Why do I stay in SEO, and why do I love it so much? All of us have different reasons, but let me explain why I love what I do.

1. I get to solve cool problems for a living.

I get to test why page titles get changed in the SERPs (link) and how getting tweets will bump up websites in Google. I get to see the effects of my hard work on websites turning into increased traffic and growing businesses for others. In short, I find SEO to be consistently exciting.

2. I get to work with and in community with some of the smartest people I know.

The SEO community is so tightly woven and connected that it feels redemptive to me. We are breaking down the old-school notions of competitive business and striving to help each other learn. That is awesome! In short, I find the SEO community to be passionate and encouraging.

3. I can see a future in SEO.

I have worked other jobs where I just could not see a future. I did not see a future in software. I definitely did not see one in industrial painting, stocking a warehouse in Alaska, being a lifeguard at an oceanfront waterpark in Myrtle Beach, or loading people onto ski lifts at my local ski resort. SEO offers the opportunity to grow and learn constantly, and to move into the future as a learner, because the SEO landscape changes constantly. In short, SEO is promising for the future.

Basically what I have come to realize is that when you love something, you are willing to go to many lengths to see it through. For me, this has meant big life changes. Yet it doesn’t mean permanent change. I do want to have a family someday, I do want to settle down someday. I was raised to value family and time with family, and you’d better believe that once I have a family and kids, I will spend plenty of time with them. And I’ll keep killing it at work.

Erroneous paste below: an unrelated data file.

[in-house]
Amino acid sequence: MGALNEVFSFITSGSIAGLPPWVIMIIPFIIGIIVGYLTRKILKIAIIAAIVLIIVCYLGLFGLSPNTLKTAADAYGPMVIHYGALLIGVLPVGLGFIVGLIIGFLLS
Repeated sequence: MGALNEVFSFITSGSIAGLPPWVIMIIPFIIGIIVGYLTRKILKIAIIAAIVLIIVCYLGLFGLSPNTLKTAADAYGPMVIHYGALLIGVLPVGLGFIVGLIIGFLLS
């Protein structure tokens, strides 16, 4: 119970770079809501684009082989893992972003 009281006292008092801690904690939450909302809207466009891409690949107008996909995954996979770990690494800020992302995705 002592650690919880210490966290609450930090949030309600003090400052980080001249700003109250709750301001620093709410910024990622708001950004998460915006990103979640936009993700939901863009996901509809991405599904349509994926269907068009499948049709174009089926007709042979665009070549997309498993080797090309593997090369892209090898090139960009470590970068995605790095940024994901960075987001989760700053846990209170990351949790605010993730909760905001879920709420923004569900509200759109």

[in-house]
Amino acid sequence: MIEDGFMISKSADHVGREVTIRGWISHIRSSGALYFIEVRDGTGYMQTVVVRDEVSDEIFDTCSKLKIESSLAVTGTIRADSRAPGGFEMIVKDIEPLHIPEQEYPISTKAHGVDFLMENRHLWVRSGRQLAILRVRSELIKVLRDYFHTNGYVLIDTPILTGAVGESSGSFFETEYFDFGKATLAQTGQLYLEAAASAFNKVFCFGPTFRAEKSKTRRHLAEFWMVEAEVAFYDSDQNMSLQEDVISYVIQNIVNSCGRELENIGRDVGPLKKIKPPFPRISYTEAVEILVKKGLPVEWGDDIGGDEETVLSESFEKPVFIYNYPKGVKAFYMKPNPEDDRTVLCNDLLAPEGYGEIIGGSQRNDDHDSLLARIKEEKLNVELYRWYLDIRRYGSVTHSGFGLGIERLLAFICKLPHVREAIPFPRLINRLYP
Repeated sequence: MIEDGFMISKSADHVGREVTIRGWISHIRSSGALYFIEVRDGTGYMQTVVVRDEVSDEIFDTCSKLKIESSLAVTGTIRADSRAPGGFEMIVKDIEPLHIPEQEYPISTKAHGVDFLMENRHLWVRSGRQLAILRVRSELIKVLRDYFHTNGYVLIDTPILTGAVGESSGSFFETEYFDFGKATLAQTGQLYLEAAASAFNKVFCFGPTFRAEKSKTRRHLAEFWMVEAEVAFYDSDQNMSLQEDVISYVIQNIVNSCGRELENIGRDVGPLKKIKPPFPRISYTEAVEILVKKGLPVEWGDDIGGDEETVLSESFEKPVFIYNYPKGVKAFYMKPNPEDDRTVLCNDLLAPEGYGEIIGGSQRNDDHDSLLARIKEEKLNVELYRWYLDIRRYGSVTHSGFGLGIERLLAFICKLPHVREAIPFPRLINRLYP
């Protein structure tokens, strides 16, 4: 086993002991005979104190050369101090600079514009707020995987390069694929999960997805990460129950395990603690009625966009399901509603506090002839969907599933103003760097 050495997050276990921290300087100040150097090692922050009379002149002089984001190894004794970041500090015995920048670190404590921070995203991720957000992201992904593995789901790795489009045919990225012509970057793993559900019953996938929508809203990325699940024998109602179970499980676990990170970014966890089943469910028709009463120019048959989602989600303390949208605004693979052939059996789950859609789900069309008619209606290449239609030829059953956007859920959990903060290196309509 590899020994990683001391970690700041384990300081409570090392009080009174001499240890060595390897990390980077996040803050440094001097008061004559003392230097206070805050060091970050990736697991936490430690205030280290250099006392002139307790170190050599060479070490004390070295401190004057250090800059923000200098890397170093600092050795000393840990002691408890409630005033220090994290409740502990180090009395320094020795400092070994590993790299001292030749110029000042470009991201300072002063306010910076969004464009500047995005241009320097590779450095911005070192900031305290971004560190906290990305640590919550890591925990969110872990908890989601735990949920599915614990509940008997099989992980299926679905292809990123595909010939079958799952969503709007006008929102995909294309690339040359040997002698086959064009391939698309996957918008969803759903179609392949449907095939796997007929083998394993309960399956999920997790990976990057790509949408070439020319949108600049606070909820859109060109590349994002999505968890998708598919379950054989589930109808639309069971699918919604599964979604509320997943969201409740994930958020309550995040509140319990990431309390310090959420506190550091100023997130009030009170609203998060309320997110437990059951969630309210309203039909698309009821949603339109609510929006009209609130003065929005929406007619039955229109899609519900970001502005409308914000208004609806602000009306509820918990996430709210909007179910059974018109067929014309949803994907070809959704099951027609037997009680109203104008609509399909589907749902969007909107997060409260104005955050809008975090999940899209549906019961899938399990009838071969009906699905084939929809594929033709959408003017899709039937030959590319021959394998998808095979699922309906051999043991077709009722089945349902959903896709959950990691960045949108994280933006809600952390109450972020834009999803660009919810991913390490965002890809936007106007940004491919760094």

Once upon a time, in a land far far away…

This is the way fairytales or deep epic stories begin usually, right? Well this is neither. The far, far away bit is true, though.

I’m talking about the Distilled Linkbuilding Conference that is being held in London, England on March 18th.

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The Beginner SEO

John Doherty —  February 14, 2011

The goal of The Beginner SEO is to provide information to the newcomers to the SEO industry, writing as a newcomer to the industry. My full-time experience started in October 2010, though I was trained as a web developer at university and have operated around the fringes of the SEO community since mid-2007.

I plan to write about a few main topics, and we’ll also have some fun! The topics I will write about mainly are search engine optimization (SEO), Social Media, book publishing (as I am a partner in a small Christian book publishing company), and other miscellaneous thoughts, lessons, and musings.

Let me know what you think, engage in the conversation with myself and others, and we’ll try to make a difference and learn a few things along the way!